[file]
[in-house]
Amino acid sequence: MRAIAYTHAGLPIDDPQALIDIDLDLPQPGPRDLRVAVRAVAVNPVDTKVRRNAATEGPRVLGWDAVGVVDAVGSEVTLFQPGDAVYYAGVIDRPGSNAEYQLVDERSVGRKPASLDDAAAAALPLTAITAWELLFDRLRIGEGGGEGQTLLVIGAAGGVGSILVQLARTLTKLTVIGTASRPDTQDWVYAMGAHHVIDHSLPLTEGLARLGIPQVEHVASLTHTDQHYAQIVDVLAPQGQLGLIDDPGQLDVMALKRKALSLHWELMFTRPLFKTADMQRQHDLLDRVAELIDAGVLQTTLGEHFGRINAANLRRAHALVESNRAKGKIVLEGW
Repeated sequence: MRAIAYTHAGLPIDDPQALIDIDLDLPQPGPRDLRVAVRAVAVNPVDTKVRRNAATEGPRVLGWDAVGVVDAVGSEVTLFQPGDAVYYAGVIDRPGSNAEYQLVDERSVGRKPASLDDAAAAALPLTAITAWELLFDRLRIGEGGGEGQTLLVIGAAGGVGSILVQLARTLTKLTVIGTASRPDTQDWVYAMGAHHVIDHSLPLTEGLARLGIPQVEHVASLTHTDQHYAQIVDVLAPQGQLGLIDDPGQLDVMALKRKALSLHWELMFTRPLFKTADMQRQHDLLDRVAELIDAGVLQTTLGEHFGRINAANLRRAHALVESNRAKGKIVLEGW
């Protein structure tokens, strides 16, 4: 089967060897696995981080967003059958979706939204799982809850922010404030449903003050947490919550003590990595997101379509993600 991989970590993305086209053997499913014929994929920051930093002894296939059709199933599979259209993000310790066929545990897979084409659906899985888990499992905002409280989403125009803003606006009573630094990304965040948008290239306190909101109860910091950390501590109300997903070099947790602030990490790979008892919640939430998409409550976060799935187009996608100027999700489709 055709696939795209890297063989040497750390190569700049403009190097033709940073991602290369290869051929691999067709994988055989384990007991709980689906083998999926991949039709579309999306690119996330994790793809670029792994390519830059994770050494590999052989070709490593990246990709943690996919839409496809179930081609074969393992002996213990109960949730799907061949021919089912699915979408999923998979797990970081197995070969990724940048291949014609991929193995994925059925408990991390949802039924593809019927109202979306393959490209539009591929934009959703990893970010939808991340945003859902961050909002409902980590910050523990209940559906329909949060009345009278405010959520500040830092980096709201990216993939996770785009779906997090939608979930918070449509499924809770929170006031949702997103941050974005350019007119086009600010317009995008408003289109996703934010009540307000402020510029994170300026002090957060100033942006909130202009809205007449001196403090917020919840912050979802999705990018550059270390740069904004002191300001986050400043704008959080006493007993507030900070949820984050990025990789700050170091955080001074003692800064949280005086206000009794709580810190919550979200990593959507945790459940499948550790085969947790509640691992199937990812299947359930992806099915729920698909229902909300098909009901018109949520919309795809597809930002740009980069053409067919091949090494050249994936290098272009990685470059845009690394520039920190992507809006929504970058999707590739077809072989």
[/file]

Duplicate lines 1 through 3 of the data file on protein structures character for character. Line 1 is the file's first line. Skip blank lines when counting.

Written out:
[in-house]
Amino acid sequence: MRAIAYTHAGLPIDDPQALIDIDLDLPQPGPRDLRVAVRAVAVNPVDTKVRRNAATEGPRVLGWDAVGVVDAVGSEVTLFQPGDAVYYAGVIDRPGSNAEYQLVDERSVGRKPASLDDAAAAALPLTAITAWELLFDRLRIGEGGGEGQTLLVIGAAGGVGSILVQLARTLTKLTVIGTASRPDTQDWVYAMGAHHVIDHSLPLTEGLARLGIPQVEHVASLTHTDQHYAQIVDVLAPQGQLGLIDDPGQLDVMALKRKALSLHWELMFTRPLFKTADMQRQHDLLDRVAELIDAGVLQTTLGEHFGRINAANLRRAHALVESNRAKGKIVLEGW
Repeated sequence: MRAIAYTHAGLPIDDPQALIDIDLDLPQPGPRDLRVAVRAVAVNPVDTKVRRNAATEGPRVLGWDAVGVVDAVGSEVTLFQPGDAVYYAGVIDRPGSNAEYQLVDERSVGRKPASLDDAAAAALPLTAITAWELLFDRLRIGEGGGEGQTLLVIGAAGGVGSILVQLARTLTKLTVIGTASRPDTQDWVYAMGAHHVIDHSLPLTEGLARLGIPQVEHVASLTHTDQHYAQIVDVLAPQGQLGLIDDPGQLDVMALKRKALSLHWELMFTRPLFKTADMQRQHDLLDRVAELIDAGVLQTTLGEHFGRINAANLRRAHALVESNRAKGKIVLEGW